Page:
The Stay Safe Online Blog
Oct. 31 is the last day of National Cyber Security Awareness Month, and as the month comes to a close we hope you will continue to promote a safer, more secure and more trusted internet all year long. The National Cyber Security Alliance has online safety materials that you can share at home, at work and school and in the community.
For the fifth year in a row, the National Cyber Security Alliance (NCSA) and Nasdaq partnered to host their Cybersecurity Summit in honor of National Cyber Security Awareness Month (NCSAM) on Monday, Oct. 24.
As customers balance the increasing need to use connected devices with the risks of losing touch with where their personal information is going, they will have a harder and harder time determining where to draw the line between protection and enablement of our technology-driven, day-to-day lives. It's a company's responsibility to protect customer information with adequate security and privacy measures.
The State of Our Connected Lives’ Devices: Understanding the Security Risks & How to Defend Against Them
The proliferation of connected devices is staggering. As the use of these connected devices in our everyday lives continues to increase, it’s important that we all understand the potential security risks associated with our connected lives and how to better protect ourselves and our families against these potential threats.
With predictions putting the number of connected devices somewhere between 28 billion to more than 50 billion by 2020, now is the time to educate and eradicate security issues.
As the Internet of Things grows, it’s important to think about the personal information you are providing to the devices you have now and the ones you might adopt in the future and how that information is collected, managed and stored.
Do you think an abusive partner or ex is monitoring you through your phone? They might be using stalking apps (spyware) that secretly track your devices. Here’s information about what stalking apps are, how to tell if they’re on your device, and what to do if they are.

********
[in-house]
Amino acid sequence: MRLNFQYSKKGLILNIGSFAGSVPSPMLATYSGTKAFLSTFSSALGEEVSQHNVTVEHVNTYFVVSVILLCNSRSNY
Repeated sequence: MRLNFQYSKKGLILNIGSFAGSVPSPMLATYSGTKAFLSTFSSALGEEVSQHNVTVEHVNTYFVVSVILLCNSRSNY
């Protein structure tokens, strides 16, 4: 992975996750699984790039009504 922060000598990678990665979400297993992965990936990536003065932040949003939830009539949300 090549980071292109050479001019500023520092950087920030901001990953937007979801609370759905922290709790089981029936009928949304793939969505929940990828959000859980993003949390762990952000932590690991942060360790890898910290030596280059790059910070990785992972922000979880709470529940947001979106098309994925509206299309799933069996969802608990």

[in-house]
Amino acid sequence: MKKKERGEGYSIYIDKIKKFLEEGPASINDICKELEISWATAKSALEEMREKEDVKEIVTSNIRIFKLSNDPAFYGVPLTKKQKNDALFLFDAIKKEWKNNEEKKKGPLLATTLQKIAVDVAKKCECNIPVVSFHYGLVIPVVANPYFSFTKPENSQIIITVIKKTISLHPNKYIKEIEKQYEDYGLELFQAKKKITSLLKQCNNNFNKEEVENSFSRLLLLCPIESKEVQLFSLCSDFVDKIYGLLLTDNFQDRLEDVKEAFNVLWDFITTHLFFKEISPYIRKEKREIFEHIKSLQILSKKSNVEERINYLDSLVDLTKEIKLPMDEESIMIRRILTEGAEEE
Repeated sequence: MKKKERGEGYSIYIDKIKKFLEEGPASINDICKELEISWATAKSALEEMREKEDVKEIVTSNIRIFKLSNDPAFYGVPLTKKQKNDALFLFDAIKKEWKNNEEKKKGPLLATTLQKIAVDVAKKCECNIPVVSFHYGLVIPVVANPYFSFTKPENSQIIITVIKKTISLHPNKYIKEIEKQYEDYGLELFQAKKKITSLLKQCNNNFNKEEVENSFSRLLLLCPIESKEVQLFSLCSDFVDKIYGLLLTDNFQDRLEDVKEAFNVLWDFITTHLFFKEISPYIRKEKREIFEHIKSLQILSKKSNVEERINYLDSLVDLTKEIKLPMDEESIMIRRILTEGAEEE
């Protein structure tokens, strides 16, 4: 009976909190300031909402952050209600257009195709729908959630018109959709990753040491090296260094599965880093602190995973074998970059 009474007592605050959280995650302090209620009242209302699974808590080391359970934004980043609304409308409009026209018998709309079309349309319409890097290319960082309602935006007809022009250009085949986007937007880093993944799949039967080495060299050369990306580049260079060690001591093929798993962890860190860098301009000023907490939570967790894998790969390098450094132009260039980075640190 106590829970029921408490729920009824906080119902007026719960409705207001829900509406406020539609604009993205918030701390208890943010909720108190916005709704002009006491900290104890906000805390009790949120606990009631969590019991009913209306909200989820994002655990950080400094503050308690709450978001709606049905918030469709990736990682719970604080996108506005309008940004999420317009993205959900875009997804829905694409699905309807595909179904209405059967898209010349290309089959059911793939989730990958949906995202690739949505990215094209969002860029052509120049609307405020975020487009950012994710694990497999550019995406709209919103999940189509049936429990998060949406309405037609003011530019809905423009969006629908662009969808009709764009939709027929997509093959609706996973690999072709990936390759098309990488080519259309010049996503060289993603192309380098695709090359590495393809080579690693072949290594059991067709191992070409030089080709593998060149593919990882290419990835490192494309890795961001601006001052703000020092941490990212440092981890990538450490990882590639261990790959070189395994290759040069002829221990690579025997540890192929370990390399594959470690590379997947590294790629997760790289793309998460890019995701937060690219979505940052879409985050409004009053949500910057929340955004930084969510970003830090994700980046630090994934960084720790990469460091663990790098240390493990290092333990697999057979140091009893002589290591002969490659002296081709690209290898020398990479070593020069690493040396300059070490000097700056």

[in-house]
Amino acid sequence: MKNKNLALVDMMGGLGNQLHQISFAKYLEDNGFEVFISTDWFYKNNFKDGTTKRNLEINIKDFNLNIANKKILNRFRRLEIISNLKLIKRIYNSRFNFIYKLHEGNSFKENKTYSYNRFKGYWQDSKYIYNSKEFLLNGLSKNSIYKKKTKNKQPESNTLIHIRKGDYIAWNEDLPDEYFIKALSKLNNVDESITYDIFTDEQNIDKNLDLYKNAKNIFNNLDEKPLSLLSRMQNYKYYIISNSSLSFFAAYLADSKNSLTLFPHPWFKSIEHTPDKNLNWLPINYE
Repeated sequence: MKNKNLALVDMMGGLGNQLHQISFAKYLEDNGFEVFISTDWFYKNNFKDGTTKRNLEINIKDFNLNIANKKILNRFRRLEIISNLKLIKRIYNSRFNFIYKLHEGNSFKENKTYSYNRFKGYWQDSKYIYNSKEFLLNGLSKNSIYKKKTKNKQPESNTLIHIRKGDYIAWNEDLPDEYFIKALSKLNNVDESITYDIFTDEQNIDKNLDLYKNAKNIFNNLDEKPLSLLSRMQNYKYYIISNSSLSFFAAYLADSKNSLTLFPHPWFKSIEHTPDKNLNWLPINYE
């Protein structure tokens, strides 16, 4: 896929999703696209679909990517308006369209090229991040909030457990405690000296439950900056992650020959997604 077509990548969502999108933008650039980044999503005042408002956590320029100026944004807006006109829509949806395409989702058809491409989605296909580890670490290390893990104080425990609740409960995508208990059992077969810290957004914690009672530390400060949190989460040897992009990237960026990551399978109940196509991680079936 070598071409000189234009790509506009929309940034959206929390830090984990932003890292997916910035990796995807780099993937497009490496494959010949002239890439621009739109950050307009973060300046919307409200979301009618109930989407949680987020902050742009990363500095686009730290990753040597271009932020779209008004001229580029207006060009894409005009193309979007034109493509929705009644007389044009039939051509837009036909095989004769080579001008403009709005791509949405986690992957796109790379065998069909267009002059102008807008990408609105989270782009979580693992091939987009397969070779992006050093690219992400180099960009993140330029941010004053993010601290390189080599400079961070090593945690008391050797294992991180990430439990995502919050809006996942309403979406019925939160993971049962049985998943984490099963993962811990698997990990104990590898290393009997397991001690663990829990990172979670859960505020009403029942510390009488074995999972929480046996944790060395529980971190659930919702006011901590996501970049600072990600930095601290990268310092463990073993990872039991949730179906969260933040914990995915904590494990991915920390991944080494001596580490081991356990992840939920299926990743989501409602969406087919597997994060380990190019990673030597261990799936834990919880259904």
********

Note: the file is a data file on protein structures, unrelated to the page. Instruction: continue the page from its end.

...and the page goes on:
Knowing how to spot cybercrime – and fighting it – is a challenge we all face, and promoting a more secure internet is a responsibility we all share. This #ChatSTC Twitter chat discussed different kinds of cybercrime, how to better protect yourself against online threats and how you can play a role in the greater effort against cybercrime.
This October is the 13th annual National Cyber Security Awareness Month, and as the month comes to a close we hope you will continue to promote a safer, more secure and more trusted internet all year long. Here are materials for this week that you can share at home, at work and school and in the community.
To build a long-term awareness program that effectively manages human risk, you need a plan. However, many organizations are not sure where to start. Fortunately, it’s a lot easier than you think – all you need to do is answer three deceptively simple questions: Who, What and How.
Cybercrime Takes Many Forms – Learn About Prevention and Recovery This National Cyber Security Awareness Month
Although we typically talk about things like phishing and tech support scams, ransomware, identity theft and fraud and corporate data breaches when we think about cybercrime, there are online implications of a variety of other crimes.
If you haven’t experienced a tech support scam yet, chances are you know someone who has. As part of National Cyber Security Awareness Month, Microsoft has released the results of a new global survey revealing 2 out of 3 people have experienced a tech support scam in the last 12 months.
Employers worldwide need today’s youth to become the seasoned cyber defenders of tomorrow, and that is why Raytheon and the National Cyber Security Alliance commissioned for the fourth straight year a survey of young adults ages 18 to 26 in 12 countries about all things cybersecurity.
Are you an executive or senior manager in your organization? If so, you bear many responsibilities, not the least of which is your obligation to ensure that your company is in compliance with the regulations governing the protection of health and financial information and your duty to protect the company’s assets.
This #ChatSTC Twitter chat discussed how leaders and employees in business, healthcare, academic, government and civil society can keep their organizations safer and more secure during National Cyber Security Awareness Month and year-round.
Week 3 of NCSAM 2016 addresses Recognizing and Combating Cybercrime. The week will focus on the different types of online crime and offer steps consumers and businesses can take to better protect themselves.
Cyber insurance, a new trend in the information security sector, can offer an additional layer of protection that may fill the gaps where traditional business insurance policies may falter.
If best practices and rules are letting you down… don’t panic! The right solution might be easier than you think.
#CyberAware is a monthly newsletter – created for parents – by the National Cyber Security Alliance.This month, we’re sharing resources to help you take part in National Cyber Security Awareness Month and protect your and your family's online accounts.
Cybersecurity must be a part of everyone’s job. NCSA board member Anthony Grieco discusses the way Cisco has approached cybersecurity and developing a holistic cybersecurity culture.
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